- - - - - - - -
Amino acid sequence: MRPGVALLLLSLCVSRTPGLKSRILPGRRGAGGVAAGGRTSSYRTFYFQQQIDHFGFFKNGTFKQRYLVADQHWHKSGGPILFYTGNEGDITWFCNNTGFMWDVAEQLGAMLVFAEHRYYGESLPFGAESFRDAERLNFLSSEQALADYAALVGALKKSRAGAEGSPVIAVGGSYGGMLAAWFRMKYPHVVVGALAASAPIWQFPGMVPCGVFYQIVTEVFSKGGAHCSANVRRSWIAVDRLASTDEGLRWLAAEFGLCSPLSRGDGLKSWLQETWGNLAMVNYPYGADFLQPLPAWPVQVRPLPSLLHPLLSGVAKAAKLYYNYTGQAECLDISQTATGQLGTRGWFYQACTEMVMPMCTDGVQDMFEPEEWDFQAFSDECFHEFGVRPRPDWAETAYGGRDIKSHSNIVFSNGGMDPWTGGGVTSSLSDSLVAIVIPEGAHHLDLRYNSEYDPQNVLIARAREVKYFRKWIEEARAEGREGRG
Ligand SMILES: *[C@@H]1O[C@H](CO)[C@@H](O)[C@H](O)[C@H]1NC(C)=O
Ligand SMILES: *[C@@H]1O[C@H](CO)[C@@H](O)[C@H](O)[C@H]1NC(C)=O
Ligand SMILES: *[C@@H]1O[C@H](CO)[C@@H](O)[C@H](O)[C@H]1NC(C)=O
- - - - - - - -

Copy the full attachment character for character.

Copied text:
Amino acid sequence: MRPGVALLLLSLCVSRTPGLKSRILPGRRGAGGVAAGGRTSSYRTFYFQQQIDHFGFFKNGTFKQRYLVADQHWHKSGGPILFYTGNEGDITWFCNNTGFMWDVAEQLGAMLVFAEHRYYGESLPFGAESFRDAERLNFLSSEQALADYAALVGALKKSRAGAEGSPVIAVGGSYGGMLAAWFRMKYPHVVVGALAASAPIWQFPGMVPCGVFYQIVTEVFSKGGAHCSANVRRSWIAVDRLASTDEGLRWLAAEFGLCSPLSRGDGLKSWLQETWGNLAMVNYPYGADFLQPLPAWPVQVRPLPSLLHPLLSGVAKAAKLYYNYTGQAECLDISQTATGQLGTRGWFYQACTEMVMPMCTDGVQDMFEPEEWDFQAFSDECFHEFGVRPRPDWAETAYGGRDIKSHSNIVFSNGGMDPWTGGGVTSSLSDSLVAIVIPEGAHHLDLRYNSEYDPQNVLIARAREVKYFRKWIEEARAEGREGRG
Ligand SMILES: *[C@@H]1O[C@H](CO)[C@@H](O)[C@H](O)[C@H]1NC(C)=O
Ligand SMILES: *[C@@H]1O[C@H](CO)[C@@H](O)[C@H](O)[C@H]1NC(C)=O
Ligand SMILES: *[C@@H]1O[C@H](CO)[C@@H](O)[C@H](O)[C@H]1NC(C)=O